The are generally hypothesized to have migrated from by way of the and arrived at least 14,000 years ago. The archeological sites at and are two of the oldest sites of human habitation in Canada. The included permanent settlements, agriculture, complex societal hierarchies, and trading networks. Some of these cultures had collapsed by the time European explorers arrived in the late 15th and early 16th centuries and have only been discovered through archeological investigations.

    The at the time of the first European settlements is estimated to have been between 200,000 and two million, with a figure of 500,000 accepted by Canada’s . As a consequence of European colonization, the Indigenous population declined by forty to eighty percent, and several First Nations, such as the , disappeared. The decline is attributed to several causes, including the , such as , , and to which they had no natural immunity, conflicts over the fur trade, conflicts with the colonial authorities and settlers, and the loss of Indigenous lands to settlers and the subsequent collapse of several nations’ self-sufficiency.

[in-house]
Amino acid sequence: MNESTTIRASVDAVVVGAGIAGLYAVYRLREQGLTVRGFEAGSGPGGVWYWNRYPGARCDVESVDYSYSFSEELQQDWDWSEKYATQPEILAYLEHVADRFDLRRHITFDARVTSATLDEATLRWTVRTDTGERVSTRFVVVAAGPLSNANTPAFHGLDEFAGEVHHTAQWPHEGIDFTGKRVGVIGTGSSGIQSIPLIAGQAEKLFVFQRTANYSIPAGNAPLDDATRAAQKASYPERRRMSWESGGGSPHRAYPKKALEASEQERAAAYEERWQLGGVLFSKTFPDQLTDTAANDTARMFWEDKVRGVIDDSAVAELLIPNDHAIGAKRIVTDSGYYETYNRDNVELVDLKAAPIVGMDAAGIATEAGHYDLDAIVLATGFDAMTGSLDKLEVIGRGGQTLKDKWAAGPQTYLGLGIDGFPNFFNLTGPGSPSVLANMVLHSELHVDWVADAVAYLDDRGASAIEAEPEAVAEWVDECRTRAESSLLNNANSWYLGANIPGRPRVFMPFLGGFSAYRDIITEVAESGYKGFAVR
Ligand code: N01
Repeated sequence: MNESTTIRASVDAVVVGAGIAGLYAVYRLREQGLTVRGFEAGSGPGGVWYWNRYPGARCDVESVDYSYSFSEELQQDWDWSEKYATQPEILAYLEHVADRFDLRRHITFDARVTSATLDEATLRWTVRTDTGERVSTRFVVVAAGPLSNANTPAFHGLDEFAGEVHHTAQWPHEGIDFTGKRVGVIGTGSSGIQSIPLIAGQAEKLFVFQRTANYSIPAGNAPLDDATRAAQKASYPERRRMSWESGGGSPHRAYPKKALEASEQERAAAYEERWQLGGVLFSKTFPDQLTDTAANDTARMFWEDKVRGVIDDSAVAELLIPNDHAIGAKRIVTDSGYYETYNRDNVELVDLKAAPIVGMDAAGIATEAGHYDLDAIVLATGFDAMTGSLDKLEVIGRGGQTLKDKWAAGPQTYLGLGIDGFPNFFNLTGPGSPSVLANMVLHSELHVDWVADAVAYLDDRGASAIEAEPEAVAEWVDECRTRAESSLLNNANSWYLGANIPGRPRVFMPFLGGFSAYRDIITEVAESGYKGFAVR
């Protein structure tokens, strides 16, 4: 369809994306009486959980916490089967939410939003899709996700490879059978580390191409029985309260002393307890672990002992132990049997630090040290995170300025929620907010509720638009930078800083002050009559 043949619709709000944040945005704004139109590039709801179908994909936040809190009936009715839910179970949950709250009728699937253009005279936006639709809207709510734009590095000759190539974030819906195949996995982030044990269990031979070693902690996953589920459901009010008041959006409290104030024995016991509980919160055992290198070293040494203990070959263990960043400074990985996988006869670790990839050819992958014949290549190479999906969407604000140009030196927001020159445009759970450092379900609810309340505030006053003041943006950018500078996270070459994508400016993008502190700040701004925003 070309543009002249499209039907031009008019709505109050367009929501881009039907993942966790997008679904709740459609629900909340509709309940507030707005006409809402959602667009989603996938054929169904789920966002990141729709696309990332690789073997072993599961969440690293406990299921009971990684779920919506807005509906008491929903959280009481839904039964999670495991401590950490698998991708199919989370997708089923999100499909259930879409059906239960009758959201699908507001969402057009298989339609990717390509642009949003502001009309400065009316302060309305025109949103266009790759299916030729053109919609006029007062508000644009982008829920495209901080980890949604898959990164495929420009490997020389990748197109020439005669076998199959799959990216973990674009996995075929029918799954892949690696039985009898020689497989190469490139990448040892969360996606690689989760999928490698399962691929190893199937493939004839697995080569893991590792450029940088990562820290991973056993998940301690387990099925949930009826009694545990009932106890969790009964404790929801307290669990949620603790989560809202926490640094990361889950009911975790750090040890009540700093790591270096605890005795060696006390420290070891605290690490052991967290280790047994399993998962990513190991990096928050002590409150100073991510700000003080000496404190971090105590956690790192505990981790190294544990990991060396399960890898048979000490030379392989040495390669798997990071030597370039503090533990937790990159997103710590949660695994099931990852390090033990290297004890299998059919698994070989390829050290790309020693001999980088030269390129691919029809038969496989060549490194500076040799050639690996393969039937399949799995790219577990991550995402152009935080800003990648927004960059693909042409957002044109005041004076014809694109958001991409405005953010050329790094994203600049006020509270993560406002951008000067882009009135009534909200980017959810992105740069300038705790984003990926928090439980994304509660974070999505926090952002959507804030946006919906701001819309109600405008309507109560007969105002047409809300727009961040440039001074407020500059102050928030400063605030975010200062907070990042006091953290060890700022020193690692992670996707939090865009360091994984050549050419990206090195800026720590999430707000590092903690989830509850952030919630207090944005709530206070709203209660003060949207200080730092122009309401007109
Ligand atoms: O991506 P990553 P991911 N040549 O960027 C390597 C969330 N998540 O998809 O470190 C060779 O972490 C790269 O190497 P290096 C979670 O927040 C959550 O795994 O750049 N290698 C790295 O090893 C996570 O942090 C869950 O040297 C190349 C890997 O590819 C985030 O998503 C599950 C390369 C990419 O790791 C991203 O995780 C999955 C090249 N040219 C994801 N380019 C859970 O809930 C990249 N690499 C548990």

Although not without conflict, ’ early interactions with First Nations and Inuit populations were relatively peaceful. First Nations and Métis peoples played a critical part in the development of , particularly for their role in assisting European and in their explorations of the continent during the . began interactions , though the Inuit, in general, had more limited interaction with European settlers. However, from the late 18th century, European Canadians encouraged Indigenous peoples to assimilate into their own culture. These attempts reached a climax in the late 19th and early 20th centuries with and . A period of redress is underway, which started with the appointment of the by the in 2008.


    European colonization